Bank of Japan Balance Sheet Charts
Inline with our intention to present many more central bank balance sheet charts over the coming months, here we present several charts of the Bank of Japan’s balance sheet in the usual format.
In stark contrast to the Eurosystem and the Federal Reserve system, the Bank of Japan’s balance sheet has remained relatively stable over recent years. As can be seen on the chart above, the total size of the BoJ’s balance sheet is still below the levels seen in December 2005! This should be a bit of a clue as to why the JPY continues its charge higher against the major currencies of the world (in particular against the USD):
Drilling down to the specific items on the assets side of the BoJ’s balance sheet we find that the quantitative stability mentioned above has been accompanied by qualitative stability. That is, the major assets have remained stable through time; the Japanese Yen has continued to be ‘good for’ Japanese Government Bonds, Financing & Treasury bills and Loans against pooled collateral. Although the quality of these items may have deteriorated over the years, we cannot help but conclude that the assets of the BoJ have remained in relatively good shape in recent years.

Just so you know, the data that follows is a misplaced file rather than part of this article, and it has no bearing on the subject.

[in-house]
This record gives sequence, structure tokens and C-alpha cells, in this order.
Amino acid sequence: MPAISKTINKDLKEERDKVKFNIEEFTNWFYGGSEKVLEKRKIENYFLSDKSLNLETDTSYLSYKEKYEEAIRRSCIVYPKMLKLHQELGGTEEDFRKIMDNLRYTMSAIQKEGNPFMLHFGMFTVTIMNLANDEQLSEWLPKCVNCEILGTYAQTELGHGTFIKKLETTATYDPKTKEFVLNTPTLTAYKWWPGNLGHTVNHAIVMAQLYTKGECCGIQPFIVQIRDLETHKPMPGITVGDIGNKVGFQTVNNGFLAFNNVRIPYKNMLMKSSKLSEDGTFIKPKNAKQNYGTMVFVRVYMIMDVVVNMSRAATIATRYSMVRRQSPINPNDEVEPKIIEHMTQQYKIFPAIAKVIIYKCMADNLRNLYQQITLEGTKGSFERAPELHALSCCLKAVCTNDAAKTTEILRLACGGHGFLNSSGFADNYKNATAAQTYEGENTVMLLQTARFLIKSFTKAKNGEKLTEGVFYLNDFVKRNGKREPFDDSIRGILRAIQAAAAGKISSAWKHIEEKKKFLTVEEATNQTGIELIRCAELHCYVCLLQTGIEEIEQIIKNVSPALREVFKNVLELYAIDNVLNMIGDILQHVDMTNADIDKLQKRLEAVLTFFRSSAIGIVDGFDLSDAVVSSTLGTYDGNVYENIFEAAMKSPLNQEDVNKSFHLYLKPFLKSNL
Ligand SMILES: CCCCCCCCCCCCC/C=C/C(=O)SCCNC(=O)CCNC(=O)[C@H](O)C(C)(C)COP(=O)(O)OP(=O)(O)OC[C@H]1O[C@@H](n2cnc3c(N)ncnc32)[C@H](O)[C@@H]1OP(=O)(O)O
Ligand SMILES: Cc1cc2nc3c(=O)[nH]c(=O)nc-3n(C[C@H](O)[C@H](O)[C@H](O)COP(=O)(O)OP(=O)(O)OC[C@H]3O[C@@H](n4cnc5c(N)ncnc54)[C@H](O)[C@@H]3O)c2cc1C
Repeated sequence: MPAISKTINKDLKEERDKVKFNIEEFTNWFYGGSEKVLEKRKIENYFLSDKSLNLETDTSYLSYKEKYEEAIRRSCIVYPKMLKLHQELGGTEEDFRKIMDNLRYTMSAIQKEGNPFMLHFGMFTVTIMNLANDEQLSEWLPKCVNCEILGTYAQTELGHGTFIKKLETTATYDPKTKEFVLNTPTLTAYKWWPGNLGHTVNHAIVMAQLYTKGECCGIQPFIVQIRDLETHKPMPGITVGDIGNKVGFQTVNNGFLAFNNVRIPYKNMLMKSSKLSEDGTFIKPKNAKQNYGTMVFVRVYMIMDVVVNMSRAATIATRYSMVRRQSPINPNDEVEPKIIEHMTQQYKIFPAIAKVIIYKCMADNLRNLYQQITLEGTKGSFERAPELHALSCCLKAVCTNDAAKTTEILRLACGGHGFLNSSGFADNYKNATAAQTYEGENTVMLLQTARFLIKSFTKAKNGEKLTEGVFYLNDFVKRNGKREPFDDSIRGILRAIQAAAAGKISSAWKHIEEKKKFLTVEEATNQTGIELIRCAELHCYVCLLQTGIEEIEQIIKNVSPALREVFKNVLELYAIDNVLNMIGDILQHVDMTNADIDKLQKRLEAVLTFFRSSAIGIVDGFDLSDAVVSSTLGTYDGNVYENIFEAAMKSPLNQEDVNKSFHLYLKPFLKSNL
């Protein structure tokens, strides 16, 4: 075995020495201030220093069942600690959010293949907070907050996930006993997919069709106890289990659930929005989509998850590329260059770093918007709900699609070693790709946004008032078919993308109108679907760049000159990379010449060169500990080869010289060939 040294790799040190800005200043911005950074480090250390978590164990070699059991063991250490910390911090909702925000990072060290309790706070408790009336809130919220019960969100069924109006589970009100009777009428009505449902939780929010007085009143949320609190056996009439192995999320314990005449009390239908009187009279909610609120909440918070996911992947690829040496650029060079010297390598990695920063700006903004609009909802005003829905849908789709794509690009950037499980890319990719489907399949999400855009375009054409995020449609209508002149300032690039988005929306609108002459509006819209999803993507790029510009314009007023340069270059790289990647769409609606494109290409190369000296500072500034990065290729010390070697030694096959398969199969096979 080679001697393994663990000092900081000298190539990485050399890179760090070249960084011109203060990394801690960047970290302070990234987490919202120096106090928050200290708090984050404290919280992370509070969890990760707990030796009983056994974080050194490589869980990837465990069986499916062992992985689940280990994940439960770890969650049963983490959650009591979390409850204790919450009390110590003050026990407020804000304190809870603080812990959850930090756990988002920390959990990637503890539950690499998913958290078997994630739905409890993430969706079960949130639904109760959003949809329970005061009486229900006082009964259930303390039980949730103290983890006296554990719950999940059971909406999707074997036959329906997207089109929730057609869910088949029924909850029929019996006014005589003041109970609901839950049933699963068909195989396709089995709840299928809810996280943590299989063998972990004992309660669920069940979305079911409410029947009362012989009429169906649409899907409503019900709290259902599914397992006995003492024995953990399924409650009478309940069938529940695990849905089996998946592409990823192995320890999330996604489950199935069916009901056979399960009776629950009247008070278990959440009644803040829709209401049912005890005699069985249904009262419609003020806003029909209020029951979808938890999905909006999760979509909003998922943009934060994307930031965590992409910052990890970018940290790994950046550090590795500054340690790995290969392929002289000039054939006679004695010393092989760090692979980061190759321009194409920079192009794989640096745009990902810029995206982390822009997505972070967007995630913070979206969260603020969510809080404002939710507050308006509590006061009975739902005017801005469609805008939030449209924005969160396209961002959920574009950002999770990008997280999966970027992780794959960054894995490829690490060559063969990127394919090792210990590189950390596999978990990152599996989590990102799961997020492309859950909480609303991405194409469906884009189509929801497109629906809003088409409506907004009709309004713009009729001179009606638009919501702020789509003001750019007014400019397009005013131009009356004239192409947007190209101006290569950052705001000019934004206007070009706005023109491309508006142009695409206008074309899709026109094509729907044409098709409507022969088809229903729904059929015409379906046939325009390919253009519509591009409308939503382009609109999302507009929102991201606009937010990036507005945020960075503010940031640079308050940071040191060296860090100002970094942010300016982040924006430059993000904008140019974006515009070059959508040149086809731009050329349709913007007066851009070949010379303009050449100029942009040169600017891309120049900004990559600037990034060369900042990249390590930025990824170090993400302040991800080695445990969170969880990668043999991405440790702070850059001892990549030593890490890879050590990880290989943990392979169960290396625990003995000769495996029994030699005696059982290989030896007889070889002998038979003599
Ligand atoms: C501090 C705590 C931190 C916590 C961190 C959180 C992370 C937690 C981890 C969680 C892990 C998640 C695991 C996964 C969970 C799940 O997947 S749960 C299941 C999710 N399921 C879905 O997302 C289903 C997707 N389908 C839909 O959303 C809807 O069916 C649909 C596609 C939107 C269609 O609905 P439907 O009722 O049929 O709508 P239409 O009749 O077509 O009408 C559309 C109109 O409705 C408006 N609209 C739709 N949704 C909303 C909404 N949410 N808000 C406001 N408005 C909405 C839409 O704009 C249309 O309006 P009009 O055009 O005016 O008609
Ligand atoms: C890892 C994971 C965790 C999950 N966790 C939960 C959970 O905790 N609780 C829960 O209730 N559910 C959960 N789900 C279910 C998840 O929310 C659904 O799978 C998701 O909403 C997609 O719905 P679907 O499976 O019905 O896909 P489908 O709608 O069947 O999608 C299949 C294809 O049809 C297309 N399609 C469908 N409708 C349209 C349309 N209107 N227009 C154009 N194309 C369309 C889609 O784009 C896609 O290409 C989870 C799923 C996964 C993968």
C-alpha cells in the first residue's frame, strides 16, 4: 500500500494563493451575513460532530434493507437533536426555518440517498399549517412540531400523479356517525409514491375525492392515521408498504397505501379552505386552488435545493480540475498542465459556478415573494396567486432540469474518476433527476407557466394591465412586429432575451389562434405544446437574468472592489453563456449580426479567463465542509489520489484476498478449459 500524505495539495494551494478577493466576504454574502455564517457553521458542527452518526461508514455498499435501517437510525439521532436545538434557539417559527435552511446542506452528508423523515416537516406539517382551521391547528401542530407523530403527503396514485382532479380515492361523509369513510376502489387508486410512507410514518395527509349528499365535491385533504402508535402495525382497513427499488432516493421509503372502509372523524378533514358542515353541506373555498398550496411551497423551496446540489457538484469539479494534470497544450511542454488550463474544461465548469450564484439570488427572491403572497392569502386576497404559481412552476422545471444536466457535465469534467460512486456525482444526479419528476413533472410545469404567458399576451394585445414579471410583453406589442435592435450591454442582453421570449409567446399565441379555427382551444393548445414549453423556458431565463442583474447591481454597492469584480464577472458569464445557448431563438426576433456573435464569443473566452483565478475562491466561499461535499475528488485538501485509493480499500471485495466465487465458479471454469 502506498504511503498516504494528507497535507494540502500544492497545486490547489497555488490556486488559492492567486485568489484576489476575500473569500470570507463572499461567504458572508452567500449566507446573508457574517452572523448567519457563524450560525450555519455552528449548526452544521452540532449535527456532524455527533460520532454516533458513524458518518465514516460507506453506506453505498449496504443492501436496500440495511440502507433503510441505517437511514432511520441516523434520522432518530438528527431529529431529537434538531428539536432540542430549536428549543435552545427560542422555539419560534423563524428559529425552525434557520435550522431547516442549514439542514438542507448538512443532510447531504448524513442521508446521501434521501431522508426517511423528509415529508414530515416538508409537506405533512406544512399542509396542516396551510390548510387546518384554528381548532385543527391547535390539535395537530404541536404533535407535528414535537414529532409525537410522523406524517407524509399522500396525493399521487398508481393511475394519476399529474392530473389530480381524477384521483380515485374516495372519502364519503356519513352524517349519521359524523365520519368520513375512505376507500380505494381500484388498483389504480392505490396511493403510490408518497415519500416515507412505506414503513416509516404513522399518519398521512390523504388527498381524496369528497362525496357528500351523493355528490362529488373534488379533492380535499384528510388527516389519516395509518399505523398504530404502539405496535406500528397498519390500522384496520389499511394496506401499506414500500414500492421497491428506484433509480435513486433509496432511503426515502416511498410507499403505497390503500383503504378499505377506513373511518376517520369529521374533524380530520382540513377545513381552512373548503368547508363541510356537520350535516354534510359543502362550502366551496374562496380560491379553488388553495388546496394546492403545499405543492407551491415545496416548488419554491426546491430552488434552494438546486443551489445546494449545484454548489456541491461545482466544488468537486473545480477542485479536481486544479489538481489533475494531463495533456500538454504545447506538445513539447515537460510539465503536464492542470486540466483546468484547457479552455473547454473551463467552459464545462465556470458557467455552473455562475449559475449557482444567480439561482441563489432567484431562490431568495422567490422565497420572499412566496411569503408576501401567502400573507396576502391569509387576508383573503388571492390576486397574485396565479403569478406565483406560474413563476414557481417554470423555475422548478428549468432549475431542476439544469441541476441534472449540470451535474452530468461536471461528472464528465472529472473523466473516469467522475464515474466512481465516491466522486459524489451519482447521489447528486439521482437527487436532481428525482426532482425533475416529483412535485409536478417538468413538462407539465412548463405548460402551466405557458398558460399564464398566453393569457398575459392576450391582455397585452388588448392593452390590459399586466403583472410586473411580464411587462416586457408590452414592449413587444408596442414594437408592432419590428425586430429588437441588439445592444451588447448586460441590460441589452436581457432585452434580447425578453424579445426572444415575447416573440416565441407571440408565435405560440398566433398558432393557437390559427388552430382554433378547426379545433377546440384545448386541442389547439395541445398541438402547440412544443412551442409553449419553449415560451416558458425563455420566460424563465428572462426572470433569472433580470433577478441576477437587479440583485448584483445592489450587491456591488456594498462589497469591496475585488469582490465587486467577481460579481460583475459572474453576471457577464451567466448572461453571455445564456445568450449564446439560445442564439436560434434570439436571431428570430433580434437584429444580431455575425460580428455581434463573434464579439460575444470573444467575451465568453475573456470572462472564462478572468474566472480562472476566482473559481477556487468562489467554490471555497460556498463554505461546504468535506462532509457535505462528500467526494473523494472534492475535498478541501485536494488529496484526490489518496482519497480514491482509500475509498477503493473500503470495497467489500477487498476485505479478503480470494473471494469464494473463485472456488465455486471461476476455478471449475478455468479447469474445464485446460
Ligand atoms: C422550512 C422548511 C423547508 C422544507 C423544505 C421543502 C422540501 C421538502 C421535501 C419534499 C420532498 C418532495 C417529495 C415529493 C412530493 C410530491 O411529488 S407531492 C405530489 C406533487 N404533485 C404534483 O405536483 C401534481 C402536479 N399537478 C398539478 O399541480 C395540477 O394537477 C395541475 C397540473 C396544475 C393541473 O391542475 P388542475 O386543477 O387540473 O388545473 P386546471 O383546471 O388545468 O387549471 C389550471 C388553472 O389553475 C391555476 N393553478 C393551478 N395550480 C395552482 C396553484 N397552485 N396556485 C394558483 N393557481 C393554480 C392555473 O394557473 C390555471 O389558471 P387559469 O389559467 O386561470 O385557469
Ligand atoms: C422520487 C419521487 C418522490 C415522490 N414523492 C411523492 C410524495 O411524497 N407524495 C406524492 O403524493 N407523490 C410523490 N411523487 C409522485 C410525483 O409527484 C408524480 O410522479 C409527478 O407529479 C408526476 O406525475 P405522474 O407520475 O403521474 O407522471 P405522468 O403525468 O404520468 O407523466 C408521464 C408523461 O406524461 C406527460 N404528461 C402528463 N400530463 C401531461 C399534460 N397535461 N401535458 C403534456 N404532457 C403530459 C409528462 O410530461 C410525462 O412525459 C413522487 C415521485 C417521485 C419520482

Looking at the assets on a proportional basis, we find evidence to confirm that the composition of the BoJ’s assets has remained stable. We would only note that the proportional holdings of JGBs and loans backed by pooled collateral have been increasing slowly at the expense of the shorter-term bills. Also, the BoJ’s favorite folly of intervening in the currency markets has been evident from the occasional blips in foreign currency assets.
In contrast to the explosion in ‘Reserve balance’ liabilities seen on the liabilities sides of the Fed’s & ECB’s balance sheets, the BoJ deposit liabilities have only increased slightly. Banknotes remain the primary liability of Japan’s central bank.
Recommended: Charting the Federal Reserve's Assets - 1915 to 2012